My last dog could be left out with them all the time. Abby used to be laying on the floor and my grey would fly down and preen her ears / head. I stopped Echo when she got a bit "aggressive" with the preening. Abby never once even snapped at them or anything. Once, my quaker (who can't fly) was walking on the ground, and the cat started walking towards him and Abby walked over and stood over the quaker. My cat just stopped and went, oops, and walked off! (Natually, I was ALWAYS in the room when they were all out together!)

I don't know if this will change as she matures / mellows.

As she got older, her teenage years and older, she was A LOT more focussed on my grey. I was unemployed for 5 months (just got another job 6 weeks ago) so I got to really spend time with Ky ... but I noticed that she was REALLY watching my grey.

She charged the cage ONCE. Echo was taking a bath in her water bowl (in her cage, door closed). I grabbed her mid air, and had her on the ground in about 1/2 a second. I didn't yell / scream or freak out BUT I did say in a very stern voice ... YOU DO NOT charge that cage ever again. She hasn't since, but I really don't trust her at this stage in her life.

She's never shown any interest in my quaker, not sure if it's because she's never really "seen" her ... if you catch my drift.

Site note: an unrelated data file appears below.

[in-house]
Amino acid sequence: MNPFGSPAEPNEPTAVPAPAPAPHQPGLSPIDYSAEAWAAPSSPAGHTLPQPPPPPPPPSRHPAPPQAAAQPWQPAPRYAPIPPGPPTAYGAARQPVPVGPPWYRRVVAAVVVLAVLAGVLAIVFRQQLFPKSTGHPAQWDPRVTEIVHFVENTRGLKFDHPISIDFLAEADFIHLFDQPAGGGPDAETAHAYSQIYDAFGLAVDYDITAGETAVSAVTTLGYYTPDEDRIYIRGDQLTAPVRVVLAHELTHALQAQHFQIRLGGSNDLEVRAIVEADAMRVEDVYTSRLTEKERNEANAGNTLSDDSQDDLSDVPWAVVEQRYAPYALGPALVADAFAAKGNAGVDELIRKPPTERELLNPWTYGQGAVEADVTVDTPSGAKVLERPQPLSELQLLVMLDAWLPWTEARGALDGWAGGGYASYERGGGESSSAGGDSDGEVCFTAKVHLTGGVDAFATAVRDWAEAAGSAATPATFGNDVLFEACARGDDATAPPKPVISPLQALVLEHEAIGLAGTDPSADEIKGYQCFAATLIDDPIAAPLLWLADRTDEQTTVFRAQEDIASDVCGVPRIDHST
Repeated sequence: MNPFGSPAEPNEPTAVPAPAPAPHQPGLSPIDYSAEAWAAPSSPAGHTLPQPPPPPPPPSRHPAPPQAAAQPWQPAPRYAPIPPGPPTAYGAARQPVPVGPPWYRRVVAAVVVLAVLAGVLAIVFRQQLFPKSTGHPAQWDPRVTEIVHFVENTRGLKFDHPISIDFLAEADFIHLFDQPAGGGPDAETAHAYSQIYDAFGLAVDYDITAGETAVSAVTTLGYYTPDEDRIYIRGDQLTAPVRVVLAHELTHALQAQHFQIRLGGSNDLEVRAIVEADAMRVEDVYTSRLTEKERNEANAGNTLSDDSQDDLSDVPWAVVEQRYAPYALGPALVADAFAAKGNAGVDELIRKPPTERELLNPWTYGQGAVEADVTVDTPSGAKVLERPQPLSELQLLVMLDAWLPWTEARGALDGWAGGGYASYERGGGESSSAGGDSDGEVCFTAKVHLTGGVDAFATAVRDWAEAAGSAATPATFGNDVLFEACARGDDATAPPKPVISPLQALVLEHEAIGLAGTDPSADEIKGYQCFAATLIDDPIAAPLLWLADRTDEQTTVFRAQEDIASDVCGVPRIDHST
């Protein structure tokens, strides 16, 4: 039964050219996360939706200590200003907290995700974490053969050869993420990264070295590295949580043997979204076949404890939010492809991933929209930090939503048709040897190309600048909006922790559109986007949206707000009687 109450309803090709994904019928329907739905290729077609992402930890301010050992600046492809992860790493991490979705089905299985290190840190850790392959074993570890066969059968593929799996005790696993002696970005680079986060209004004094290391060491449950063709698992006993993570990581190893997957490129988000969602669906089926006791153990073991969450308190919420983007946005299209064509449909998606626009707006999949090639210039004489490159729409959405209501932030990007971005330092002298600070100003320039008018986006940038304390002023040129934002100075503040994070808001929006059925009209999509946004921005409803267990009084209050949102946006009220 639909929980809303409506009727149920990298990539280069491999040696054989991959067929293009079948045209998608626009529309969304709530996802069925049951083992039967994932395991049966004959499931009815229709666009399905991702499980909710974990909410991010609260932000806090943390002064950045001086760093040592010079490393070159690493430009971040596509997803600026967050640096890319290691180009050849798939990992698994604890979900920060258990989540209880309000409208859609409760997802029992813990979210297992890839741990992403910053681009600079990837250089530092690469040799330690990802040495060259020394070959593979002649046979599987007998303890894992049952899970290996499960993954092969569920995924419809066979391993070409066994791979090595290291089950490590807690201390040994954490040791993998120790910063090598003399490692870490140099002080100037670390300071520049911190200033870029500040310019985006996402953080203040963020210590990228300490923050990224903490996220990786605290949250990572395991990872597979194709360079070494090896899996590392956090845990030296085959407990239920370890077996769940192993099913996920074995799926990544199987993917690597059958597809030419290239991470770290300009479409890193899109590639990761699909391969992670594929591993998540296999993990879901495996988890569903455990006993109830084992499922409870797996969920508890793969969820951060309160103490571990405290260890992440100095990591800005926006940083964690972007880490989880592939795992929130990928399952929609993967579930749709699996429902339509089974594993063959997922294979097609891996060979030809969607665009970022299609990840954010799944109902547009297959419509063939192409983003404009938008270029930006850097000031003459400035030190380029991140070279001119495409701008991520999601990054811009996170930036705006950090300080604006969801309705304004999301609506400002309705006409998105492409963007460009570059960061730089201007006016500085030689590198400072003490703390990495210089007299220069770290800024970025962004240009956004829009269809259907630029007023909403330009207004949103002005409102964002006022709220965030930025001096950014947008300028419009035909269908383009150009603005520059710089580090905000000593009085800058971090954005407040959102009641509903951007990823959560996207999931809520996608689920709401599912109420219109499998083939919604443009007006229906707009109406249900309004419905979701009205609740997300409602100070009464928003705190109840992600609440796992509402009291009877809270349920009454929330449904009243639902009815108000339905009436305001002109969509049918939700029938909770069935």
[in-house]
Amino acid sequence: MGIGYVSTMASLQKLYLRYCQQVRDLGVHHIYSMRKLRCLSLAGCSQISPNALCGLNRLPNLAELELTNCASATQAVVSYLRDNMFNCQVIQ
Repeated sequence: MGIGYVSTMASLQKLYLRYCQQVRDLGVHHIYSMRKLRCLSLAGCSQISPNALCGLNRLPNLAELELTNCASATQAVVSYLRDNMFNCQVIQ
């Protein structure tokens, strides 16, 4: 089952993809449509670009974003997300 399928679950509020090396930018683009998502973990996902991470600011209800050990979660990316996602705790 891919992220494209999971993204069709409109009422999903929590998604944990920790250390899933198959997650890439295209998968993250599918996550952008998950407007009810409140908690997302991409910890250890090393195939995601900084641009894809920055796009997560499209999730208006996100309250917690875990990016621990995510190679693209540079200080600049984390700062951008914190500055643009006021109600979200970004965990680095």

The downside for me is that my grey LOVES all dogs. My friend has a dane and a boxer (and a quaker) and when her dogs come over my grey is thrilled. My grey knows Ky's name and it doesn't help that she calls her name out (over and over), and says Kyleigh sit, Kyleigh down, Kyleigh come ... and SIGH, it's in my voice of course.

My "living room area" is quite big ... 25 x 20. I've set a corner aside for both parrot's cages, used a wall unit as a room divider, and have a desk that's on wheels to block off the rest of that corner. This way in the evening, the birds are in their cages, and Ky can't get to their cages. She can hear them and see them, but not get there.

At least I can leave them out of their cages all day while I am at work so they get lots of out of cage time!
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Old 10-20-2012, 02:33 PM   #10 (permalink)
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I am curious about the "mental" leash. Stella is almost 16 months and I rarely have her off leash. She is always attached to a long line. Most of this is due to her dog reactivity, which we are working on and is getting much much better. At some point I would like to be able to let her off leash....so just how did you get that perfect recall?